Israel. Many felt that Jehovah had forsaken the peo-
ple of His choice and that inspiration was a thing of the
past. The times were sordid and disillusioning. The
Temple seemed small and mean to the imaginations
of those who reflected upon the glories of the Temple
of Solomon ; the men who were raised up as leaders
were second-rate men, they had neither the heroic pro-
portions nor the sense of mission which had characterized
the leaders of old ; the sacrificial system seemed less
and less in itself to correspond to more spiritual con-
ceptions of worship. Altogether it was a time when
the preparation for the coming of Messiah seemed at a
standstill.

Yet, as with us when experience seems halting and
there is no open vision, the presence of God was never
more real. Little as they could see it themselves, we
who look at this particular period from the perspective
of history can feel that there was never a time when the
leading hand of God was more conspicuously present
in the Jewish nation. The old tendency to idolatry
had been completely eradicated through the sojourn in
Babylon. It was impossible for faith in idols to sur-
vive the scorn of the unknown prophet of the second
part of Isaiah, especially as that scorn was itself the
expression of the nation's own consciousness. But
there were two other results to be attained ere the
Messiah could come to His own. One was the evolu-
tion of that capacity for martyrdom which enabled the
world to perceive for the first time the supreme serv-
iceableness of suffering when that suffering is the con-
sequence of love and devotion to duty. The other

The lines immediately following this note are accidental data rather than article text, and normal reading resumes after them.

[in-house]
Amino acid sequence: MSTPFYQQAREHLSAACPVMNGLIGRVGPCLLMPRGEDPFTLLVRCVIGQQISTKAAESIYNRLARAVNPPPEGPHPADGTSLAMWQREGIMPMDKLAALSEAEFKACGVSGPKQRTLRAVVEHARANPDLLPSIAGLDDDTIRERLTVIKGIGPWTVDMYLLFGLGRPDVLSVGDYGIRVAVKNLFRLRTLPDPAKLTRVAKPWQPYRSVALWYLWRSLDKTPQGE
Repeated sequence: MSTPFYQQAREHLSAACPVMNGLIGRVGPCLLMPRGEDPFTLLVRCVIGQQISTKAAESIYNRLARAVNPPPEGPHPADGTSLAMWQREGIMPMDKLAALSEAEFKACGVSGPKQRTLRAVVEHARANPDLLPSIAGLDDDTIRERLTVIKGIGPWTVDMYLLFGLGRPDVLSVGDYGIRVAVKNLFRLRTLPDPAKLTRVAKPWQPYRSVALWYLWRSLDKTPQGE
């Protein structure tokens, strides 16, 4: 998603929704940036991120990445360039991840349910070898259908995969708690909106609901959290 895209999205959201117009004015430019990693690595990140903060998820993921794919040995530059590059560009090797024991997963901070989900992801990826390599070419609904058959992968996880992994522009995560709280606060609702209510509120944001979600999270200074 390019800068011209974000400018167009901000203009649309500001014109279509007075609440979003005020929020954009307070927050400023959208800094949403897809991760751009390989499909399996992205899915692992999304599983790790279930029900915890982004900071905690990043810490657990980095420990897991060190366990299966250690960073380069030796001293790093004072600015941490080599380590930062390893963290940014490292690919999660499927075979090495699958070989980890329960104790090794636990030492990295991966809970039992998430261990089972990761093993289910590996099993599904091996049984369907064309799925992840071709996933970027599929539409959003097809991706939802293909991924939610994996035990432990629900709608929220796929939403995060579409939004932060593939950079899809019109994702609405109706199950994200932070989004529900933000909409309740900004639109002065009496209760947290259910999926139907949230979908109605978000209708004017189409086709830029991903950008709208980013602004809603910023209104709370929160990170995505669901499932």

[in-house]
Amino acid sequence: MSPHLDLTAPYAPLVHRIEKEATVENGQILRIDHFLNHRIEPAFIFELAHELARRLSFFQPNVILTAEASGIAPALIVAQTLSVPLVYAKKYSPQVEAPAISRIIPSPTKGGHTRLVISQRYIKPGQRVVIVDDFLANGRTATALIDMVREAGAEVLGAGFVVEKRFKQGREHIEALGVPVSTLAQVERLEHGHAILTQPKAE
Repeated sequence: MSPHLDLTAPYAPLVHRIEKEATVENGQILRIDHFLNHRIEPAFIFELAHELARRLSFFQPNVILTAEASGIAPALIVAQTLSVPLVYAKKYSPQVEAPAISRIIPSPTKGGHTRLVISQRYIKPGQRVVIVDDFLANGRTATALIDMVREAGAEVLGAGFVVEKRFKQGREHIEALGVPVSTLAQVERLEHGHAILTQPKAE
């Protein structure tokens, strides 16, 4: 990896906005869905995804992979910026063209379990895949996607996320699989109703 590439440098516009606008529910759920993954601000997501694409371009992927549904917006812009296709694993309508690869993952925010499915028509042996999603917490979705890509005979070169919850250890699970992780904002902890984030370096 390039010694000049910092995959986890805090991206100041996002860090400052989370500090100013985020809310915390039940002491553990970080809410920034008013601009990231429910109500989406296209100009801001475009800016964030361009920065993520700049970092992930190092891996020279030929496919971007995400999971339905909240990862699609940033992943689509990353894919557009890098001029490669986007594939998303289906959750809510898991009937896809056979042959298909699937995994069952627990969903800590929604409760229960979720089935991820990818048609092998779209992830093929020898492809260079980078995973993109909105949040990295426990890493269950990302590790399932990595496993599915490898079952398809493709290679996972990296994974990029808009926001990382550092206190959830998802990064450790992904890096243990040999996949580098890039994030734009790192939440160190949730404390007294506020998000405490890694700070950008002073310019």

was the freeing of Jewish religion from the materialism



Maitino for tbe Coneolatfon of flsrael 25

which had been a necessary and inevitable part of its
religious system hitherto.

Both these lines of development we may see pro-
ceeding in what is called the Maccabean age.

The terrible persecution of Antiochus Epiphanes
came as in itself a Day of Judgment. It tested the na-
tion, drove men into the categories to which fundamen-
tally they belonged. No doubt, when the temple was
polluted, swine's flesh offered on the altar and the daily
sacrifice suppressed, there were some who were secretly
relieved. Even as to-day there are some who are not
sorry when circumstances interfere with the fulfilment
of religious obligations, so it was then. A story tells
of the woman who smote the altar with her shoe and
railed on it, as she gazed upon its cold and blackened
stones, as the insatiate wolf which had devoured the
wealth of Israel.

But there were others whom the crisis tested and
revealed as heroes and martyrs. So one part of the
nation went to the left, to sink to the level of the sur-
rounding paganism, to lose forever the opportunity
of being " The Servant of Jehovah." And the other
part gifted with the spirit of martyrdom, stood waiting
the higher call, dowered with a power to serve such as
no warrior or sage had ever known. It began to be
seen that when the glory of God should be revealed it
would be through the love which could be obedient
unto death.

The second line of development was equally impor-
tant. The old spirit of idolatry had been exorcised,
but the religion of Judaism required to be purged from
the spiritual pride which is the danger and temptation
of the strong, and from the materialism which threat-



26 Gbe 2>a£ of Ibis Coming

ened to blind them to the glory which was to be re-
vealed.

So the nation needed to be sifted to discover that
spiritual kernel which was to be the seed of a future
world-wide kingdom.

The piety of the Chasidim hardened into bigotry,
and under the name of Pharisaism gave trouble to
Jonathan Maccabeus and John Hyrcanus, long before
we see it as an opposing influence in the Gospels.

The patriotism of the warriors who drove out the
Syrians became secular and fanatical in the Zealots
who tried to expel the Romans.

The conservatism of the Sadducees and their unwill-
ingness to add to the teaching of the Pentateuch be-
came unbelief when they were brought face to face
with new vistas of faith, as in the doctrine of the Res-